“The workload model captures task-level parallelism and dependencies, as well as processing and communication requirements per task in an architecture-independent way,” Kogel explains. “The hardware platform models the available processing, interconnect, and memory resources of the envisioned SoC. The practical applicability requires a virtual prototyping environment that provides the necessary tooling and model libraries to build these models in a productive way.”

Much of this remains a directed, manual approach. “There’s a gap in this area,” says Young. “Every major company is doing their own. What is needed is a sophisticated, or smart compiler, that can take the different applications, based on real-time constraints, and understanding the economics. If I have various processing resources, how do I divide that workload so that I get the proper response times?”

As processing platforms become more heterogenous, that makes the problem a lot more difficult. “You no longer have a simple ISA layer on which the software sits,” says Saha. “The boundaries have changed. Software algorithms should be easily directed toward a hardware endpoint. Algorithm guys should be able to write accelerator models. For example, they can use hardware datatypes to quantize their algorithms, and they should do this before they finalize their algorithms. They should be able to see if something is synthesizable or not. The implementability of an algorithm should inherently be a native concept to the software developer. We have seen some change in this area. Our algorithmic datatypes are open source, and we have seen around two orders of magnitude more downloads of that than the number of customers.”

Ironically, automation is easier for AI than many other tasks. “We have compilers that not only compile the software for these AI models onto instructions that run on the processors within the chips, but we can recompile to a domain-specific architecture. The whole hardware design is based on the actual model,” says Xilinx’s Ni. “That is real software/hardware co-design. It is only possible because, while we have such a challenging problem like AI, it is also a well-defined problem. People have already invented AI frameworks and all of the APIs, all the plug-ins. TensorFlow or PyTorch have defined how you write your layers and things like that. The compiler has less things to take care of, and within those boundaries, we can do a lot of optimizations and adjust the hardware creation.”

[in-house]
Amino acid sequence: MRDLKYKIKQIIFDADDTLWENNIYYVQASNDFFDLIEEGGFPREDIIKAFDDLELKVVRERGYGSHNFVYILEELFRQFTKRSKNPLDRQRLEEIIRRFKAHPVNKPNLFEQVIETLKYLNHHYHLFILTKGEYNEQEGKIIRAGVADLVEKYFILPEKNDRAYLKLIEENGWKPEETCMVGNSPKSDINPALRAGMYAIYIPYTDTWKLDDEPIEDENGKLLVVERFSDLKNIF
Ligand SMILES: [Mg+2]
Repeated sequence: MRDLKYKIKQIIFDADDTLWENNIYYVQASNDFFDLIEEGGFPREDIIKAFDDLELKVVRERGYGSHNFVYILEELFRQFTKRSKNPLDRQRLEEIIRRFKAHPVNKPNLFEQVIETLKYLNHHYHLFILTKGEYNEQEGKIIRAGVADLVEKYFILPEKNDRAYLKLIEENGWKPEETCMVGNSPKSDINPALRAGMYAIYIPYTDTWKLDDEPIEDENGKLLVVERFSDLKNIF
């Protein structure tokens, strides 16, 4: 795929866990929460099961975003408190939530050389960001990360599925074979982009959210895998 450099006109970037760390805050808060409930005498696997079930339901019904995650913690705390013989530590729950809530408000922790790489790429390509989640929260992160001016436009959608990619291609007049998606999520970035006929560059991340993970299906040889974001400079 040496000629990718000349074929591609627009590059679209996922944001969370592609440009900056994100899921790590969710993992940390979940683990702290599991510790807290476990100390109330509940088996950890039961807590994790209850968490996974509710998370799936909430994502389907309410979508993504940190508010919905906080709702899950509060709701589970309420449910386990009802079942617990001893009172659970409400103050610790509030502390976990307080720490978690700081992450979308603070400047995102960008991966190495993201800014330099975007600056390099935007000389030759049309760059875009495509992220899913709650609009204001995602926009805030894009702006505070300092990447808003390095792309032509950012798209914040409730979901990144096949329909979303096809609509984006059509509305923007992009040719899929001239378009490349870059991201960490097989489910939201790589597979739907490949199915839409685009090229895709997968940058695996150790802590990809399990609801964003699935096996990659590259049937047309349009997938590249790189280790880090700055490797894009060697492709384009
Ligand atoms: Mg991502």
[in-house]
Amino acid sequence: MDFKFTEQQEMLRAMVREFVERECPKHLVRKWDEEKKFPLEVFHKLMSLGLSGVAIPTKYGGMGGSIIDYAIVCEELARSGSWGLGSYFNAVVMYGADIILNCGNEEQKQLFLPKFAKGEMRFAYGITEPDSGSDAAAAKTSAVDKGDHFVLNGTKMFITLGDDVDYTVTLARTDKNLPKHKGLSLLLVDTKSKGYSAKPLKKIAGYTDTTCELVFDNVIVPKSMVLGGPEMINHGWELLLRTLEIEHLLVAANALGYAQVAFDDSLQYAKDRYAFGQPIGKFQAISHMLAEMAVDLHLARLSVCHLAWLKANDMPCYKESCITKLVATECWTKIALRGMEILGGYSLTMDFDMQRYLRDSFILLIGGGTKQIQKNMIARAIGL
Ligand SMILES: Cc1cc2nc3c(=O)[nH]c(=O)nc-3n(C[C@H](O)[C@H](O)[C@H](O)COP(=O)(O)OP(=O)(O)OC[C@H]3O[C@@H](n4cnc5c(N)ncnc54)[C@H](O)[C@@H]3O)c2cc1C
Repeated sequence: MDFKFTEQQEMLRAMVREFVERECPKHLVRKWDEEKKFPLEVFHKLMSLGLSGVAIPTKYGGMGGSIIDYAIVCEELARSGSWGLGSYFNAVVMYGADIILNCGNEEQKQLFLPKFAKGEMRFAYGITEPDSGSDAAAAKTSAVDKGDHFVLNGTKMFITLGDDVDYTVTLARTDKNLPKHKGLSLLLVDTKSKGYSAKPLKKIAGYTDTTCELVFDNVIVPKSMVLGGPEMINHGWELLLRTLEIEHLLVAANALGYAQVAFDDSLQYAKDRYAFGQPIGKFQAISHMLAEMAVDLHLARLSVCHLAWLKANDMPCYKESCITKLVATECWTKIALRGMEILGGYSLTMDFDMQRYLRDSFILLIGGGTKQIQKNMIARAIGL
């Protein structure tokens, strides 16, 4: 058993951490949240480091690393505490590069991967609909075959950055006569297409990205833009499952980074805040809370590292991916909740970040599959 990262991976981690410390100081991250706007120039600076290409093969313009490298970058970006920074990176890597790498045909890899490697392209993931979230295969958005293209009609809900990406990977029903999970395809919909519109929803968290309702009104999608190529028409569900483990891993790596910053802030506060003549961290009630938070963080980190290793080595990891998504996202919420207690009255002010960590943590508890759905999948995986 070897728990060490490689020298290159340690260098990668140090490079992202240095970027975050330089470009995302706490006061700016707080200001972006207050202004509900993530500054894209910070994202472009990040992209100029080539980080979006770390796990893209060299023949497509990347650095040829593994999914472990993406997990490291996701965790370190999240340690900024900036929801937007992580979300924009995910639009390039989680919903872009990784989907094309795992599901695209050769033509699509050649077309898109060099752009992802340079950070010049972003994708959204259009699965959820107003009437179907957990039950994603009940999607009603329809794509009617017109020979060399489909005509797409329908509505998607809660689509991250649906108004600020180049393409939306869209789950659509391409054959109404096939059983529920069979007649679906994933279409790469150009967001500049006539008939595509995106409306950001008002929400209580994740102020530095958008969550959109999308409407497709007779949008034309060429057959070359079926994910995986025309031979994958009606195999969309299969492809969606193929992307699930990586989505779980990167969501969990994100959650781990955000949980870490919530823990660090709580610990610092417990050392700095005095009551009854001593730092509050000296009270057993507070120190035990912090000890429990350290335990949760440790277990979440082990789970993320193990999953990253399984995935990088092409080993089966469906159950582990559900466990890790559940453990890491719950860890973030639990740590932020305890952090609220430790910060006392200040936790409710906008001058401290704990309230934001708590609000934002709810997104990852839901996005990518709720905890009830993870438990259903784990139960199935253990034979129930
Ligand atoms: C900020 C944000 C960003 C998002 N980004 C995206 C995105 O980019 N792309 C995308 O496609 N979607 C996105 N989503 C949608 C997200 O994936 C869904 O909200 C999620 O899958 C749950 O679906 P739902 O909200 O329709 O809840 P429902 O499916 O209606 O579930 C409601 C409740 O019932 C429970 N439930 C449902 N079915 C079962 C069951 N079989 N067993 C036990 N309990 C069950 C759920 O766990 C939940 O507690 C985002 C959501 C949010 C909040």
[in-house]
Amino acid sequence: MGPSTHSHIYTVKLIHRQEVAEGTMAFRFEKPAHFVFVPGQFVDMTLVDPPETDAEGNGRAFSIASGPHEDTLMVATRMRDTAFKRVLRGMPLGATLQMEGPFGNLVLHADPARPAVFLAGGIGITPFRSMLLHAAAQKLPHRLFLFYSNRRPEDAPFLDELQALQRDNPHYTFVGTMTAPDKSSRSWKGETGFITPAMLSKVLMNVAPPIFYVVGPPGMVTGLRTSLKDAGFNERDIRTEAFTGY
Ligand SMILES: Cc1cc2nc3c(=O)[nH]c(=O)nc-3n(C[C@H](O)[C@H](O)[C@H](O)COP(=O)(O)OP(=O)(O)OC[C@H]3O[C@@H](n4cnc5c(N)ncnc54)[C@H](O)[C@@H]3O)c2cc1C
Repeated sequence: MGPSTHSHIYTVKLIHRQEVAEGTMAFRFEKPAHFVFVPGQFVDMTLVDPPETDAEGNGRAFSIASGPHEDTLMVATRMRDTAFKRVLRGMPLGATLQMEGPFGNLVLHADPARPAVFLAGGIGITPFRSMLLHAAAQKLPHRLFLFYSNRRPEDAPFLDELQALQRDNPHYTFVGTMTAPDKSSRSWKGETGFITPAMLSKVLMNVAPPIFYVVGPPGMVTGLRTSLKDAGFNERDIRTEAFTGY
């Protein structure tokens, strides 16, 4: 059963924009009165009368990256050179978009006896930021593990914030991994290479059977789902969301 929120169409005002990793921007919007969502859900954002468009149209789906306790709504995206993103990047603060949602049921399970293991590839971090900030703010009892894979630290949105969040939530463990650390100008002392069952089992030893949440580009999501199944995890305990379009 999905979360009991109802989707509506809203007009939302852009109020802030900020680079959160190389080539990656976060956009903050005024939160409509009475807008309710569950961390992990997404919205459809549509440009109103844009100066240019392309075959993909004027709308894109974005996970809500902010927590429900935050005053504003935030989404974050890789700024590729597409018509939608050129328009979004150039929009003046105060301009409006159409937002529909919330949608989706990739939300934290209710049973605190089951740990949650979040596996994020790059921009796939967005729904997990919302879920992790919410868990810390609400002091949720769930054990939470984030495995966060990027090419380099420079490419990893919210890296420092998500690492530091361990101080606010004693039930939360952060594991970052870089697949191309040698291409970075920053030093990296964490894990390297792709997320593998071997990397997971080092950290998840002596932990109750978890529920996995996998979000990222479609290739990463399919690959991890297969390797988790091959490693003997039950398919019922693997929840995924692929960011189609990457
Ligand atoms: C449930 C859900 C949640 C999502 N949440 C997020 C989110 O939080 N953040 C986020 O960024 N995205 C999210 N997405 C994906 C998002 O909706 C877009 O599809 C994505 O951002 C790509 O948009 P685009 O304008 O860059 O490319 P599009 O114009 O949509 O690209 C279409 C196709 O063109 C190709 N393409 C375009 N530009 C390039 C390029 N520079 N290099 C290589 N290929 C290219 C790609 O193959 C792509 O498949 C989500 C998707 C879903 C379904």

Coming together
It is unlikely that a pure hardware-first or software-first approach will be successful long-term. It takes collaboration. “AI applications demand a holistic approach,” says Esperanto’s Flanagan. “This spans everyone from low-power circuit designers to hardware designers, to architects, to software developers, to data scientists, and extending to customers, who best understand their important applications.”

And automation is not yet as capable as humans. “AI-based methods will assist specialists to optimize algorithms, compilers, and hardware architectures, but for the foreseeable future human experts in each domain will be required ‘in the loop’,” says Kogel. “The most competitive products will be developed by teams, where different disciplines collaborate in an open and productive environment.”

Full automation may take a long time. “The human engineering aspect of this will always be involved, because it’s a very difficult decision to make,” says Young. “Where do you define that line? If you make a mistake, it can be very costly. This is why simulation, emulation, and prototyping are very important, because you can run ‘what if’ scenarios and perform architectural tradeoff analysis.”

Sometimes, it is not technology that gets in the way. “It requires an organizational change,” says Saha. “You can’t have separate software and hardware teams that never talk to each other. That boundary must be removed. What we are seeing is that while many are still different teams, they report through the same hierarchy or they have much closer collaboration. I have seen cases where the hardware group has an algorithm person reporting to the same manager. This helps in identifying the implementability of the algorithm and allows them to make rapid iterations of the software.”

New applications are forcing changes to the ways in which software is written, hardware is defined, and how they map to each other. The log-jam of defining new software paradigms has been broken, and we can expect to see the rate of innovation in a combined hardware-software flow to accelerate. Will it extend back into the sequential C space running on single CPUs? Possibly not for a while. But ultimately, that may be a very small and insignificant part of the problem.


Karl Stevens Logic Designer says:

” They do not build a piece of hardware and see what software runs on it, which is what happened 20 years ago. Now they are driven by the needs of the software.”

Which to me means that traditional computers won’t cut it.

So how to find out what the software needs is step one.

Next is the fun part — design hardware that does what the software needs.

Basically it needs data and a means to process that data. The software is itself the algorithm to process the data. (Wow, this is so profound!) Well, sort of, because software and hardware do not process data in the same way. e.g. hardware uses whatever opcode and data that are on the inputs, so the software algorithm must apply the appropriate opcode and data. Well, duh. how do you do it with an HDL? Oh, you gave me a description of the hardware instead of the data…….

Does this nonsense help to explain what poor tools are available?